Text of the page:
Hackaday Links: December 13, 2020

Our sun has gotten a little flustered these days, and it may have rewarded us The best screensaver image ever taken. The incredibly detailed image of sunspots was taken in January by Daniel K. Inouye Solar Telescope, a 4-meter-long instrument with adaptive optics that can photograph the sun from near-infrared to visible wavelengths and resolve surface detail up to 20 km. The image, with its distinctive “Sauron’s Eye” appearance, shows massive convection cells surrounding the dark sunspots; The accompanying animation shows the movement of the plasma along the tormented lines of the magnetic flux causing the formation of the sunspot. It’s great to watch, and even more interesting to think about the technology used to capture it.

With the dust surrounding the youtube-dl DCMA removal by GitHub fresh on the minds of the open source community, GitHub Universe 2020 was An interesting discussion on preserving open source software projects This is worth seeing. Focus on the challenges youtube-dl moderators face in keeping the tool working, and the impact their efforts have on the people and groups that depend on it. To underscore this point, they showed a researcher with Human Rights Watch who relies on youtube-dl in her work, and they made it very clear that keeping up with all the API changes that constantly disrupt open source tools like youtube-dl makes the moderators role much more important.

Speaking of GitHub, here’s a cool and spooky new tool: Dipex, Password pixel removal tool. Developer Sipke Mellema noticed that his company often used pixels to hide passwords in authentication, and asked if he could undo the process. He wrote an article Describe the pixelation process using a linear square filter and its method of attacking it, which includes creating a De Bruijn sequence with the same font, text size, and colors as the original document and entering a screenshot of that and the pixel password into the tool. We suspect it will only work with a subset of opaque passwords, but it’s still pretty smart.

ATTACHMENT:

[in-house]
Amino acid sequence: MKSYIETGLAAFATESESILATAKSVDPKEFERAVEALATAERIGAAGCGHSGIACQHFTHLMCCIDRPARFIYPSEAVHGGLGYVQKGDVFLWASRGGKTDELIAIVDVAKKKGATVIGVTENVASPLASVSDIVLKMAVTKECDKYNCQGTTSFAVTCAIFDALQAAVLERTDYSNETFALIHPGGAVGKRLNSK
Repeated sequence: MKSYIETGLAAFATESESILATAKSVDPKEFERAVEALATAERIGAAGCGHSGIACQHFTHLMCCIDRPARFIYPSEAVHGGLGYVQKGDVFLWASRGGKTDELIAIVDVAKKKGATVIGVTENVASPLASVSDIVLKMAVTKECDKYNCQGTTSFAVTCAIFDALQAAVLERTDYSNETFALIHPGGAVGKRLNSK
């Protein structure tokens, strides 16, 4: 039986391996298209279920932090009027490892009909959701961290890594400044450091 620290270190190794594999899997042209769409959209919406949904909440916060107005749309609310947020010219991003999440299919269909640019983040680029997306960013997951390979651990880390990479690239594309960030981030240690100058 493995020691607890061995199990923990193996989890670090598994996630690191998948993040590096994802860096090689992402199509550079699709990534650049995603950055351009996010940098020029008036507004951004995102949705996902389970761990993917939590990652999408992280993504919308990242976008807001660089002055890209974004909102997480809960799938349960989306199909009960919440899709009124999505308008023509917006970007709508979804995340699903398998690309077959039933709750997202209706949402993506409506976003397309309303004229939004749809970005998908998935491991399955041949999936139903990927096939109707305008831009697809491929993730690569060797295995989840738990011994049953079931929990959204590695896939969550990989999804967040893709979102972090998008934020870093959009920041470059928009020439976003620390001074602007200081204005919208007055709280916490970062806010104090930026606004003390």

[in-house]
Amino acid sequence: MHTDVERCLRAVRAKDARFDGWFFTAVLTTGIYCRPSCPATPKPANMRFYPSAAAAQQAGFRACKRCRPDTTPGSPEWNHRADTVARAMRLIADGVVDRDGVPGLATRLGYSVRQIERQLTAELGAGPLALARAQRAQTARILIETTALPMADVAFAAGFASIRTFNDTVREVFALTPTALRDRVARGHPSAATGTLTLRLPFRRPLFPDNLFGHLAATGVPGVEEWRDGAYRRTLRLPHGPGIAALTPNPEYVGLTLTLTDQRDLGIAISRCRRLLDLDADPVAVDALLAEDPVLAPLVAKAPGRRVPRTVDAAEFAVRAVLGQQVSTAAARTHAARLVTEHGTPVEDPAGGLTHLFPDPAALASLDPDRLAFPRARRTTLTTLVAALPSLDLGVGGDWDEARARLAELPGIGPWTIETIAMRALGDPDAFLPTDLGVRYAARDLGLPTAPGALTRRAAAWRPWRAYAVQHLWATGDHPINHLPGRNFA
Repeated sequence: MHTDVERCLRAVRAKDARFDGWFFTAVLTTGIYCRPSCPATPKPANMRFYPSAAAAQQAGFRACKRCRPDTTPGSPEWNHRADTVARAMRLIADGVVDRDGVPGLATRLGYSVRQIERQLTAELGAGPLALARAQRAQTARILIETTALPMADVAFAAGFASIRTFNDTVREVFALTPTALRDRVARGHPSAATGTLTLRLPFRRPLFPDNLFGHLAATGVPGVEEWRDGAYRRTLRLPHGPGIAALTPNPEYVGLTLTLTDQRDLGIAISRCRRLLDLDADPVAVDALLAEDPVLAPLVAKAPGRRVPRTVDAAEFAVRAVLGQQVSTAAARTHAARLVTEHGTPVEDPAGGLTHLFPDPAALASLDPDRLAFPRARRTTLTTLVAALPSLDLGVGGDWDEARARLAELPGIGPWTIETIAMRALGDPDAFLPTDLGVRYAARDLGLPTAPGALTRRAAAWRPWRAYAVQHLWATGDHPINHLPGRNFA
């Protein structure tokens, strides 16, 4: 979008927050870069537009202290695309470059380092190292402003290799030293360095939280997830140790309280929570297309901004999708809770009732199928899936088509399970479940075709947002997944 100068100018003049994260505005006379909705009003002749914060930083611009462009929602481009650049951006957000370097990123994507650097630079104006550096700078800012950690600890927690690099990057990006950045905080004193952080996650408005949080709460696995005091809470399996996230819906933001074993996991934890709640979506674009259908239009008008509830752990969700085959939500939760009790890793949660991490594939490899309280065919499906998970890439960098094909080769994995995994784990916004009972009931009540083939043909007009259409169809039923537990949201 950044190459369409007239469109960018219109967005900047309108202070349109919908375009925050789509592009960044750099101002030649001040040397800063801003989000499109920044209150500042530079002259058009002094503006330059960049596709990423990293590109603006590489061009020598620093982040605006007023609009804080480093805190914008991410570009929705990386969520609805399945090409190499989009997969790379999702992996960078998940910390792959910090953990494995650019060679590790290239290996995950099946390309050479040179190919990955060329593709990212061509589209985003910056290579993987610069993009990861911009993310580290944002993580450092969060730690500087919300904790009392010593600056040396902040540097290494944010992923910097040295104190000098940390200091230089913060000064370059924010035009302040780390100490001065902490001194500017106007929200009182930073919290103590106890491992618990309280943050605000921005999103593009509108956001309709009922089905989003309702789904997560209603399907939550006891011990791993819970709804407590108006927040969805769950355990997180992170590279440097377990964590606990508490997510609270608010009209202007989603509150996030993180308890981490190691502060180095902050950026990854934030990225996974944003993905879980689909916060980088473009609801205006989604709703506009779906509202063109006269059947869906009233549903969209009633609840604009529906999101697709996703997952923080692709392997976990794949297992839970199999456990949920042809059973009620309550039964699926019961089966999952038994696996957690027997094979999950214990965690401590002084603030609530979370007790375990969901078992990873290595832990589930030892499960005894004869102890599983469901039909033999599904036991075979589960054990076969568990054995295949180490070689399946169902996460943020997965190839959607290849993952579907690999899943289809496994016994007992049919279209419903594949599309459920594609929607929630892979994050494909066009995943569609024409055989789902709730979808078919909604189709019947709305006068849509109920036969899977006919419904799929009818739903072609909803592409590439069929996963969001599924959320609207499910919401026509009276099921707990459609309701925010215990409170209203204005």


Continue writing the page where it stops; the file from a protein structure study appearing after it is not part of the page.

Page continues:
READ  Melting of the ice sheets will add more than 15 inches to global sea level rise by 2100

This is the season of Advent calendars, and People at QEMU have posted their data. Open each of the 24 chapters on the calendar and you’ll be rewarded with a downloadable QEMU CD image that delivers something fun. Minesweeper, a ray-tracing tool that can fit into the boot loader, and of course Conway’s Game of Life. A GW-BASIC photo caught our attention on the third day – it brings back some memories.

For anyone who has ever watched the Pixar movie and wondered how all of this animation worked, here’s to you Great lesson in making art with mathematics. The video is from Inigo Quilez and covers the basics of rendering images with Raymarching SDFs, or autographed distance functions. At first, it looked like it would be a bit like Drawing an owl, But his description of the math involved and how each animation component is just another formula is cool. What’s more, there is Real-time display tool Where you can check and edit the code. Sadly, the changes you made made things worse, but playing with it was fun and rewarding. Check out the video after the first half!

Leave a Reply

Your email address will not be published. Required fields are marked *